Focusing On the Task at Hand

One of the most important things I took away from my playing time at Stanford was focusing on the task at hand.

Our strength and conditioning coach made sure to consistently emphasize that mindset during any weight training or conditioning.

At first, I wasn’t sure how to approach this idea and kept wondering why all he did was yell at me to focus on what I was doing. I thought to myself, of course, I am focusing on what I am doing. I am doing it, right?

That, of course, is not what he meant at all. 

Summer conditioning for us happened in multiple steps. We would do soft tissue, mobility, and activation in the weight room, then head to the field for a dynamic warm-up and more activation (no one had better glute activation than the Stanford Football team).

After preparing our bodies for the daunting conditioning that lied ahead that day, we would have a “team core challenge.” This challenge would be a series of commands that we would have to perfectly execute, and if we were successful, then we would have earned the right for less conditioning. This concept partially lies at the heart of the “focusing on the task at hand” mindset. 

This is because as simple as following basic commands would sound, younger teammates -myself not excluded at times- would be too worried about the shuttle runs that occur later in the conditioning to properly execute in the team core challenge at this moment in time.

The heightened anxiety, lack of focus, and at times panic, caused us to miss little details and ultimately fail the challenge. But as we all know, the little details never are. Had we not worried about the inevitable conditioning and instead all put our concentration into the task at hand, I guarantee we would have been more successful and would have earned the right to condition less.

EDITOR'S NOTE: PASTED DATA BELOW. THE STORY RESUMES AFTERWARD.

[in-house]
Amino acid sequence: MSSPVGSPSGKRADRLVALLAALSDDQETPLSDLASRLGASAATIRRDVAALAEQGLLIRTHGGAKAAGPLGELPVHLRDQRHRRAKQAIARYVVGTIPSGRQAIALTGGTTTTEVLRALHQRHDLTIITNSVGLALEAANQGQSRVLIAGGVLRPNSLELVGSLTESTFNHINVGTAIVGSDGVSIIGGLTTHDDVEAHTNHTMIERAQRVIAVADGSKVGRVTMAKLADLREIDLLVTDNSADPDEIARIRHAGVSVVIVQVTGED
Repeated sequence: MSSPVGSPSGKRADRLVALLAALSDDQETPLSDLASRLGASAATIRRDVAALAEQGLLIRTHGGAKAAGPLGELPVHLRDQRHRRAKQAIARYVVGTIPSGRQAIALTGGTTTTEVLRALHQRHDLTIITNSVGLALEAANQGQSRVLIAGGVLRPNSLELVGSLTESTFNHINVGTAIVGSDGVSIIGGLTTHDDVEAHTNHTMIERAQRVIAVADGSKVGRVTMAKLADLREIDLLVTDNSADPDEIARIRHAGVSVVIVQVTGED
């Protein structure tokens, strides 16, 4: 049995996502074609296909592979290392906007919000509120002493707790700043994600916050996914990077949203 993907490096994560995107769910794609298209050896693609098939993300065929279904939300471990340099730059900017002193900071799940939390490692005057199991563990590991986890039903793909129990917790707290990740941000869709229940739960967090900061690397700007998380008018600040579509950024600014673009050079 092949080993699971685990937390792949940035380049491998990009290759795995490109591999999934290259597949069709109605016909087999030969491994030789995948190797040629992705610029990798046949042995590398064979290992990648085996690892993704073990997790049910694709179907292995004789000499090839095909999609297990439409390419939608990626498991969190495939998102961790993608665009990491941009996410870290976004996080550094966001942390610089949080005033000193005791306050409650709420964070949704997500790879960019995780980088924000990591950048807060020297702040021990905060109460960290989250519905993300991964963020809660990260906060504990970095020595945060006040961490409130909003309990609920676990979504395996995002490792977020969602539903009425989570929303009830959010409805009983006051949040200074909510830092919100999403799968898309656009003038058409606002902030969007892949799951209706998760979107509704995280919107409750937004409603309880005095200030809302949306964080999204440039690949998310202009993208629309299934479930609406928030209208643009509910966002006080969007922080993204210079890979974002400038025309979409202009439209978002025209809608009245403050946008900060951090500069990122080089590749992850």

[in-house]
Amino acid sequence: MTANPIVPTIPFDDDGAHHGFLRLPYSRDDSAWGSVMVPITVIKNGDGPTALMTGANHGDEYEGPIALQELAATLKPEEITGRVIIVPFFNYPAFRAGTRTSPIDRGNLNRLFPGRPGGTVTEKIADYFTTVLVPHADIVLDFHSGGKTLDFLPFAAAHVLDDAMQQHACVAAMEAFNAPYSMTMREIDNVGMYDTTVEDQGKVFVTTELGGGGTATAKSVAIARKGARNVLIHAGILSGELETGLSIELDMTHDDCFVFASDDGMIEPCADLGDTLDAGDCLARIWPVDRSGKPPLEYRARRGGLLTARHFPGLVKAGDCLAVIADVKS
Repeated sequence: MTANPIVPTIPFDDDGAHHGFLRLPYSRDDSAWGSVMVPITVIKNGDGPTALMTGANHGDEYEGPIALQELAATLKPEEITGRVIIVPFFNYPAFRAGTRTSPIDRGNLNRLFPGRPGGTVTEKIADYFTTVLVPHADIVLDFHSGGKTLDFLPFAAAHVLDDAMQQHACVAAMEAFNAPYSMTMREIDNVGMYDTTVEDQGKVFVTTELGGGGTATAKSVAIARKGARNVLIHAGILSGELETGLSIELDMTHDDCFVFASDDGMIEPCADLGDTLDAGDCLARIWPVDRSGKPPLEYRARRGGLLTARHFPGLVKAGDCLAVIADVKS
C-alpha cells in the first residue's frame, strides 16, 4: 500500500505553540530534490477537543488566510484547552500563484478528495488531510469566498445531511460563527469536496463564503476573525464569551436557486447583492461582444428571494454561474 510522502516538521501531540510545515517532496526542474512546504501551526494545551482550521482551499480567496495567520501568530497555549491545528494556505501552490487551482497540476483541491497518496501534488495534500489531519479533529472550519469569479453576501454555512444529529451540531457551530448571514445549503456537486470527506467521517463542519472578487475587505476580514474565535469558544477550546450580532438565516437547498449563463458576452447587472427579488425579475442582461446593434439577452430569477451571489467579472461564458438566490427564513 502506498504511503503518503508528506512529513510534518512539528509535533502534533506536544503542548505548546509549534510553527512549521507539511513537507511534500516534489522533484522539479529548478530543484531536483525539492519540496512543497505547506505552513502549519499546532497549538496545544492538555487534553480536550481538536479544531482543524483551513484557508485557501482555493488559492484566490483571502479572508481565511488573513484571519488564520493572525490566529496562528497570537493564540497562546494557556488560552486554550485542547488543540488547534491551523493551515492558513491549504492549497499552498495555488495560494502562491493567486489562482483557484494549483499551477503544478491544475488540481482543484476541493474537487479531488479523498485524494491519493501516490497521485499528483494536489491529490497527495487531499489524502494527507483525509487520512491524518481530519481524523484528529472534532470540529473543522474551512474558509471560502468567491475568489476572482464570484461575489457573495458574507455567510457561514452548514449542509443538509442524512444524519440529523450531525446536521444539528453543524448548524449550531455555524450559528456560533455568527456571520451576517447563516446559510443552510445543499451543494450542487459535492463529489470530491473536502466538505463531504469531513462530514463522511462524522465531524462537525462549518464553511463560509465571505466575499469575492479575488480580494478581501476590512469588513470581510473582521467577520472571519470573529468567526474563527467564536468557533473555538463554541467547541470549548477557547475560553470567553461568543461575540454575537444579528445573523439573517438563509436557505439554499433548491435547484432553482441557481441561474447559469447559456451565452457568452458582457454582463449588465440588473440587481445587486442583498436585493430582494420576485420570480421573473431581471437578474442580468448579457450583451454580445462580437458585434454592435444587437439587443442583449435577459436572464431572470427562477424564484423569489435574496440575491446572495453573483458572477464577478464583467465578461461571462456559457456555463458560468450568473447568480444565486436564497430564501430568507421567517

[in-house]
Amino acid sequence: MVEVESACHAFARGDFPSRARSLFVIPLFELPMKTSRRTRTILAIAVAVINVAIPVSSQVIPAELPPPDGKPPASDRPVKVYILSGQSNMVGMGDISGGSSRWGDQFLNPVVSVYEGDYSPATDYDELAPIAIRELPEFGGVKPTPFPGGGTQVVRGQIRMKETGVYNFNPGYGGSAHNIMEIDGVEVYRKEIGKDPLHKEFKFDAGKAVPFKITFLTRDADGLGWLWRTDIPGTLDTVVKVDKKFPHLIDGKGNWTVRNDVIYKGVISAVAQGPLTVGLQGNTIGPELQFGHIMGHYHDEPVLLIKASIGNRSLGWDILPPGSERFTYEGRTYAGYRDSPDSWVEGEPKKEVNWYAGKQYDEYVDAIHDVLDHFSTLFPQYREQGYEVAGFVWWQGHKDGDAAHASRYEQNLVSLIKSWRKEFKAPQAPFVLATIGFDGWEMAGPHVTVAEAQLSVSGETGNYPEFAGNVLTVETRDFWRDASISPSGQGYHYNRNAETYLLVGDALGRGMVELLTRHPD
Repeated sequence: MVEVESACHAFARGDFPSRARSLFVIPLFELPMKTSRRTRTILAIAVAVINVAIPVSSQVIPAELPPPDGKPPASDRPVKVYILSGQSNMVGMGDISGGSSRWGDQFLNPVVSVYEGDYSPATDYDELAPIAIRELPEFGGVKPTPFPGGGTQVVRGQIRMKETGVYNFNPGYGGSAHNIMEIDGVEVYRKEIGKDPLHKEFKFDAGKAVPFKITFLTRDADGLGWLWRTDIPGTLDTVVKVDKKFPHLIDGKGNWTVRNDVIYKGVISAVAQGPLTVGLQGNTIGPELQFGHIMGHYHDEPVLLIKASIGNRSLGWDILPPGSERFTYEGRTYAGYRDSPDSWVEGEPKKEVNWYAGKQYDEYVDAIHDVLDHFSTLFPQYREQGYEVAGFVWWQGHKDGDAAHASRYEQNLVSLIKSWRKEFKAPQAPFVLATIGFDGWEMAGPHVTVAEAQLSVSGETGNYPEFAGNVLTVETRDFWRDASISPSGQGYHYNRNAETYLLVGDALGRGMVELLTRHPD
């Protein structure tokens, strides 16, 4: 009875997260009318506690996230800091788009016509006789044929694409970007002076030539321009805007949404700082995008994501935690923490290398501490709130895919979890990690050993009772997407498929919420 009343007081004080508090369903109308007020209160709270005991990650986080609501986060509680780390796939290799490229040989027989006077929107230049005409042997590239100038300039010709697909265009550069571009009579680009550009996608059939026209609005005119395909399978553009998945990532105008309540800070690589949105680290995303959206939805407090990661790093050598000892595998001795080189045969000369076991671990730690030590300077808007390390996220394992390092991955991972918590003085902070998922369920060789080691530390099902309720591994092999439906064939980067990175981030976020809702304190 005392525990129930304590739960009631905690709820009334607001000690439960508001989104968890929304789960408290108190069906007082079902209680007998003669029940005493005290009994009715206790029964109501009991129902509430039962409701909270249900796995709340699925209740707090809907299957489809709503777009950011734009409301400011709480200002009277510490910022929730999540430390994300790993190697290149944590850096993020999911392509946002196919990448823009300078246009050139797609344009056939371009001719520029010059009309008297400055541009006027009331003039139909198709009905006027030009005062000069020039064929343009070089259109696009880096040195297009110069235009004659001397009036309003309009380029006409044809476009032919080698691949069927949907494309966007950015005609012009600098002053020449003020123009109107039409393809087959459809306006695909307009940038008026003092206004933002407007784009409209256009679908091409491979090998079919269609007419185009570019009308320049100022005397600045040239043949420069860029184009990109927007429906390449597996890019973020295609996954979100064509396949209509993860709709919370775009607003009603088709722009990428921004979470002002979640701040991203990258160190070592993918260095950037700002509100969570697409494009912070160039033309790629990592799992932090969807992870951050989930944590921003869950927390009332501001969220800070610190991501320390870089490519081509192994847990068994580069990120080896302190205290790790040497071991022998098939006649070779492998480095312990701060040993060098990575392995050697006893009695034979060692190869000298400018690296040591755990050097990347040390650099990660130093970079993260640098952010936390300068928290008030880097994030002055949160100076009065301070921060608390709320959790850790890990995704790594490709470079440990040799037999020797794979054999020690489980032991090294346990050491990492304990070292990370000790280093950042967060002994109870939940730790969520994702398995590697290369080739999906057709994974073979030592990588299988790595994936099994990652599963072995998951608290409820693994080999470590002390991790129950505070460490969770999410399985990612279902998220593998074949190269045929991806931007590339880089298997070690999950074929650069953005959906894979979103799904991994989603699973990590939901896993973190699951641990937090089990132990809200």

I learned to understand this concept over time and was able to break down the overwhelming nature of things and put all of my focus on what I was accomplishing right then and there.

The life of an athlete is nothing but overwhelming. There are classes that need to be studied for, playbooks that need to be learned, workouts that need to be dominated, meals that need to be measured, friends that need to be made, time that needs to be managed, and typically this is attempted to be accomplished all in the same day. Then wake up tomorrow and repeat.

If you focus on just one thing at a time such as the class you are in now instead of what is coach gonna say to us after that tough loss, you will ultimately be better off.

Look, Coach is going to say what he is going to say. Worrying about it in third period french is not going to alter his mood or what he says to you all.

Don’t let your fear and anticipation of the later pain distract you from the work you must put in now. If you focus on just the task at hand, then there is no use in worrying about the later tasks you need to get done on any given day because you will get to them, and when you do, then you concentrate on that instead.